Thursday, February 7, 2008

Etch Prevention in Hard Chromium Plating

The self-regulating baths have a disadvantage common to all baths containing fluorides or complex fluorides, a tendency to corrode or etch recesses which do not cover with chromium. This tendency to etching is especially noted on steel, commercially, the ordinary baths with sulfate catalyst hate a strong tendency to etch copper and brass. This etching tendency is especially marked in over catalyzed bath, and can be overcome to a considerable extent by keeping the bath in balance, or operating at as low a catalyst concentration as possible. In higher ratio of baths, overcome this etching by prefilming the surface to be plated as cathode in a plain chromic acid solution.

Chromium Etching and pitting of the brass metal is sometimes encountered in hard chromium plating even in ordinary baths with only sulfate catalyst, if stray current is permitted to leave non plating area such as the exterior of cast iron diesel cylinder liners being plated on the inside only. This can be prevented by greater care in maintaining full insulation on racks and fixtures, or by insulating the surface to be protected.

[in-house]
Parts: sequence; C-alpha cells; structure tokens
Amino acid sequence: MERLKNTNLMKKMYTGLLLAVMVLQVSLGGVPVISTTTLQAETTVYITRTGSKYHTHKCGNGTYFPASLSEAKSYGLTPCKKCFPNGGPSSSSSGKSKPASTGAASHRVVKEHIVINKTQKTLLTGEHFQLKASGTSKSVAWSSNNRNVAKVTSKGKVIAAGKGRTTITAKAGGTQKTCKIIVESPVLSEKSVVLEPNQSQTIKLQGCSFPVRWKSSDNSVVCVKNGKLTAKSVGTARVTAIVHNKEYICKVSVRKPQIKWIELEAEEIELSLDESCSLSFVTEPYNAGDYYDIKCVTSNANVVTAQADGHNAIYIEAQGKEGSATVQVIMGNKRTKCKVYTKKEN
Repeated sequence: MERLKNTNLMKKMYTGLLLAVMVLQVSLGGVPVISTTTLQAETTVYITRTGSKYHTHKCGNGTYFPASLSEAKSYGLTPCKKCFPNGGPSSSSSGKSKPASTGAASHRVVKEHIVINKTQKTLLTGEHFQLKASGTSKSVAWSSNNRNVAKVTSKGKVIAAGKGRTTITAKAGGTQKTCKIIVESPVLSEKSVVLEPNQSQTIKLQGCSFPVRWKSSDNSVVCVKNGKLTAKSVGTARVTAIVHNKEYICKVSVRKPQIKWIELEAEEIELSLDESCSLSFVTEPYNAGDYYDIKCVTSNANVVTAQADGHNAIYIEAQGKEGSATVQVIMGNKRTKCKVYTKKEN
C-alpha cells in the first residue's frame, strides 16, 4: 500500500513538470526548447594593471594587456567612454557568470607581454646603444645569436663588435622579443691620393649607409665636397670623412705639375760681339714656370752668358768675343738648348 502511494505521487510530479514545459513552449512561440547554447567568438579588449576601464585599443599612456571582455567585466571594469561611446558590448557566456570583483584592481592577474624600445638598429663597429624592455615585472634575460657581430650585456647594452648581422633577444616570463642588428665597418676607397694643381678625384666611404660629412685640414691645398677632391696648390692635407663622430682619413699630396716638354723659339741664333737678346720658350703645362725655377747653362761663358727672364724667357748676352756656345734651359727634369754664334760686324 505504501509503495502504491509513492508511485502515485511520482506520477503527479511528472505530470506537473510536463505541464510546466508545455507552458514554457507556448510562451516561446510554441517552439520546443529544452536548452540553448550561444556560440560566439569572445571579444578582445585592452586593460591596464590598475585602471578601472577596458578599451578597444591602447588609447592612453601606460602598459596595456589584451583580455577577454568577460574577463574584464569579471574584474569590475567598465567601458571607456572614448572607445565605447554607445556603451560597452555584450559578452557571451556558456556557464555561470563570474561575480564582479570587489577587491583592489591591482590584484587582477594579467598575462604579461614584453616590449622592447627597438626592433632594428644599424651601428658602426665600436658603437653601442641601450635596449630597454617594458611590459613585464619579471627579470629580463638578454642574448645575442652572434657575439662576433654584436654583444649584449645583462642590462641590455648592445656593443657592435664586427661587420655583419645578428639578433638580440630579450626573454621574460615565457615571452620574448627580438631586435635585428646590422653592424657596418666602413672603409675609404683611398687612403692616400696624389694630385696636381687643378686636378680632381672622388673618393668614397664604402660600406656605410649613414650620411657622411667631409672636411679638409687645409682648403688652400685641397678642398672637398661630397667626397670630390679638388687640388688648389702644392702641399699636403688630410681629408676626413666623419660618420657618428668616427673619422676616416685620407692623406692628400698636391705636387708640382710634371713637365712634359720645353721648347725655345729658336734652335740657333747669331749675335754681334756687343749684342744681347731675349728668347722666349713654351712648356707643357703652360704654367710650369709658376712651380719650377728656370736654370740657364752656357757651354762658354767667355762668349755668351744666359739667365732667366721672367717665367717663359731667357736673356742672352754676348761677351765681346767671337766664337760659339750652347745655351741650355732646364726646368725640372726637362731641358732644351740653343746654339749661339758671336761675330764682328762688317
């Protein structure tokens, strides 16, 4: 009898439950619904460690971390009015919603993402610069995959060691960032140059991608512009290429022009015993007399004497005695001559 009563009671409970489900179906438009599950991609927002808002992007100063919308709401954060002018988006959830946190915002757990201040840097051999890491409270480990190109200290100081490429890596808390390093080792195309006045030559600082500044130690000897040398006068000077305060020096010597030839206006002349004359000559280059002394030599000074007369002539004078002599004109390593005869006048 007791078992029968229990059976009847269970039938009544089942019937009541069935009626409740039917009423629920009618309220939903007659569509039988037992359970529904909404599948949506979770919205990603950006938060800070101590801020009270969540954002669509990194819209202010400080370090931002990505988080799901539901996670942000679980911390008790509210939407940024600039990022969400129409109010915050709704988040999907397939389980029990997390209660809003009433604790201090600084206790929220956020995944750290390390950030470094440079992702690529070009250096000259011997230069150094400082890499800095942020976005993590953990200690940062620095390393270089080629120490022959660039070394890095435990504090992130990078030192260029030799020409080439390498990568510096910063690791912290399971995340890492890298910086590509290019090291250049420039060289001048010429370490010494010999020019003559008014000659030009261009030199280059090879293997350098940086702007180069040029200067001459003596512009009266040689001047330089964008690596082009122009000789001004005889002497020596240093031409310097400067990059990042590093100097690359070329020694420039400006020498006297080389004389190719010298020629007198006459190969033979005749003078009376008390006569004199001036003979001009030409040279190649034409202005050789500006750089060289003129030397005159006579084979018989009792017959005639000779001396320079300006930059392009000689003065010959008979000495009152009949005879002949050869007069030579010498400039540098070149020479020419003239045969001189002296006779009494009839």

By the immersion deposits of noble metals such as platinum and palladium on steel would prevent the etching that occurs in low current density recesses, particularly in baths containing fluoride catalyst. Such immersion deposits of noble metals create a low over voltage condition on the steel surface that favors hydrogen evolution and tends to prevent other reactions. They may even prevent chromium deposition at higher current densities.

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